Do you ever wonder where your cat goes when she is outside? Some cats love to spend time outside, disappearing for hours or days at a time, just to return home when they are hungry. Out of curiosity, a team of researchers from the North Carolina Museum of Natural Sciences and North Carolina State University set out on a quest to find out what cats actually do when they leave the house.
The Cat Tracker Project
In the Cat Tracker project, as it is called, researchers track the movement and activity of cats. Rob Dunn, one of the researchers on the team, states that people often view cats through a cultural lens and that we do not often actually view their behavior. The Cat Tracker project is designed to change that. By fitting cats with GPS tracking devices, the researchers plan to monitor and record the behavior of free-roaming cats in various areas around the country.
In addition to just finding out where cats go and what they do, the project also aims to collect data about the impact of cats on the environment and on wildlife. A 2012 study suggested that free-roaming cats kill between 1.4 million and 3.7 million birds on a yearly basis, along with 6.9-20.7 million small animals. Though the results of this study are widely debated in regards to accuracy, this study shows that free-roaming cats and their behavior have consequences that go much further beyond any risk to the cats on their own.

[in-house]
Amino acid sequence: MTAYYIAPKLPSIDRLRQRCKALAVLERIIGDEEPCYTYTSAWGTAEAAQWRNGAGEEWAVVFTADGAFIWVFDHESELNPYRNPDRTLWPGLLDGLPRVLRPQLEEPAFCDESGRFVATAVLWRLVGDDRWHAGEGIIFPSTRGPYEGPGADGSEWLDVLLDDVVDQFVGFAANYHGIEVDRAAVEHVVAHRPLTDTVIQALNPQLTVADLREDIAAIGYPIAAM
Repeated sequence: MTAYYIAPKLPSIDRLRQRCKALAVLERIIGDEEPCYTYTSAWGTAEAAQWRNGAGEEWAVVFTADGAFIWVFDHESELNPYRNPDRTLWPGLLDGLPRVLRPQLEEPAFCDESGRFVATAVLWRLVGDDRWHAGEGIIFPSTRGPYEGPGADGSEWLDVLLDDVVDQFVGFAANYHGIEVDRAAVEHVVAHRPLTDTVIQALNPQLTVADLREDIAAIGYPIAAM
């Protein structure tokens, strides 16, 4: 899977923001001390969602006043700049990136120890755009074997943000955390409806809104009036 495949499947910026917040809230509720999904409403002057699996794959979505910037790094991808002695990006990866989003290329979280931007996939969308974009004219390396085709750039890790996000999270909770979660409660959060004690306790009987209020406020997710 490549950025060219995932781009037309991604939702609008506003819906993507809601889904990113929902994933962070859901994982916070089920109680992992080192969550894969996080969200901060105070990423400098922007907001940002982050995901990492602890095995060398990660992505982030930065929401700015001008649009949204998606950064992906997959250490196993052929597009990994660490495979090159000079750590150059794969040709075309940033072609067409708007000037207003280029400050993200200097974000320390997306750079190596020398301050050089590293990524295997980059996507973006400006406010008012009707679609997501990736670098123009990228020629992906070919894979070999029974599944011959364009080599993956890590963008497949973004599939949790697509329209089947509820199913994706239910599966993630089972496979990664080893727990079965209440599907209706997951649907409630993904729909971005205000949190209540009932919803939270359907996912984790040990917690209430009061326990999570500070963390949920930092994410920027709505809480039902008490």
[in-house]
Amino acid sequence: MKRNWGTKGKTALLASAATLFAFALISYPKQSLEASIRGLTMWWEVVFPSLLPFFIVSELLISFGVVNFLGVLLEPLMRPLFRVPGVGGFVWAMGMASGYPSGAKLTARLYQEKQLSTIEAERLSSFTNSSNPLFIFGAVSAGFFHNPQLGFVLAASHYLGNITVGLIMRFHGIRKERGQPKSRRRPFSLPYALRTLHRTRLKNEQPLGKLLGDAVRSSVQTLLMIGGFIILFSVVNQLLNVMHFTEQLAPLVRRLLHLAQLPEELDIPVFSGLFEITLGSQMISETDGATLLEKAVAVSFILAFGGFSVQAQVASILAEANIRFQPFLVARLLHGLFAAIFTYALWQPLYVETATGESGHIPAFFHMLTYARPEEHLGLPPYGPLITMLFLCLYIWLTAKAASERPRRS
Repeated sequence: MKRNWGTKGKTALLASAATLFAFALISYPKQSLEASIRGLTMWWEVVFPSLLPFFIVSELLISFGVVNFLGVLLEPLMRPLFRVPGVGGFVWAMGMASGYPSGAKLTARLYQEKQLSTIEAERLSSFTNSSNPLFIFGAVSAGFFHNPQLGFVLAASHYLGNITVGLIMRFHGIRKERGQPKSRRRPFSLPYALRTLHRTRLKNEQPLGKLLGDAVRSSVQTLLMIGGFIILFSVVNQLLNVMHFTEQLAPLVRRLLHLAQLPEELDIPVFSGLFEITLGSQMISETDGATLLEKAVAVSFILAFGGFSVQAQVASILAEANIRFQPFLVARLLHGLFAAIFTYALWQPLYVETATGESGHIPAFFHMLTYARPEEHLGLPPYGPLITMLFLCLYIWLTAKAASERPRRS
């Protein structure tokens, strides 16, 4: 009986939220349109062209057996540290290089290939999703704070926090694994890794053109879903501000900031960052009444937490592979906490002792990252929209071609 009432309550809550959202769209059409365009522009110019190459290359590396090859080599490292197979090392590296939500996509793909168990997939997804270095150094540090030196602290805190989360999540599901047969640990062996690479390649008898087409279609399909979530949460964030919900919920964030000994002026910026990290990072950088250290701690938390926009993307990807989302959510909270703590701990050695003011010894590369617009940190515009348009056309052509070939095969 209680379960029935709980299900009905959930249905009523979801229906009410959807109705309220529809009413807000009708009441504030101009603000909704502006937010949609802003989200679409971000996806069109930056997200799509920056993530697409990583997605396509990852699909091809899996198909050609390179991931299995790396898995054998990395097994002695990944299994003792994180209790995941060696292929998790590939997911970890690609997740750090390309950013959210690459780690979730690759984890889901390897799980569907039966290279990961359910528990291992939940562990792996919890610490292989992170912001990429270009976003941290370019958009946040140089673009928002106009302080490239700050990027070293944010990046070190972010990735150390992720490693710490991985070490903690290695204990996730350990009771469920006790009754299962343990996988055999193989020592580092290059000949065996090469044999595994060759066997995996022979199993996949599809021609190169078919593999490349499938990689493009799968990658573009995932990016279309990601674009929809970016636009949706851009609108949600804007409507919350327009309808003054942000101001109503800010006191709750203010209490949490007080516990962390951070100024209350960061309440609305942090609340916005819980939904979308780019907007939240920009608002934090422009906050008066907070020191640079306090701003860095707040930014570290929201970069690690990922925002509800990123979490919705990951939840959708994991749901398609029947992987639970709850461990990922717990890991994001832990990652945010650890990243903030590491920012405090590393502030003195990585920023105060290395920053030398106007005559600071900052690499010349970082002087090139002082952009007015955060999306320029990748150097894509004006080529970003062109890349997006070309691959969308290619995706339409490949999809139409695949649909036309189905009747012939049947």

Results of the Cat Tracker Project
The Cat Tracker project is ongoing, but it has already produced some interesting results. In one example, a family cat typically stayed within a few blocks of home, but once made a long trip to pay a visit to the family’s previous home. The family had no idea that the cat ever left the backyard, so these findings were quite surprising.
Another cat traveled a long distance to meet up with another cat, seemingly for no reason at all (maybe they were long-lost friends; we will never know until we decipher meows). The cats had no physical interaction, neither romantic nor aggressive – they just lay in the sun for a little while before going back home. Another observation showed a cat stalking and chasing a lizard.
In the future, researchers hope to add video cameras to the project, which will help them not only to see where cats go when they roam, but why they choose those locations. The Cat Tracker project could teach us much about the social behavior of cats – whether they are drawn to each other for friendship and activity, or whether meet-ups are completely coincidental.
There are a number of factors that come into play concerning a cat’s roaming behavior. The Cat Tracker project aims to identify and test those factors to see how they impact the distance a cat will roam and where it will go. The project will also be used to determine factors that keep cats from roaming, such as nearby coyote populations.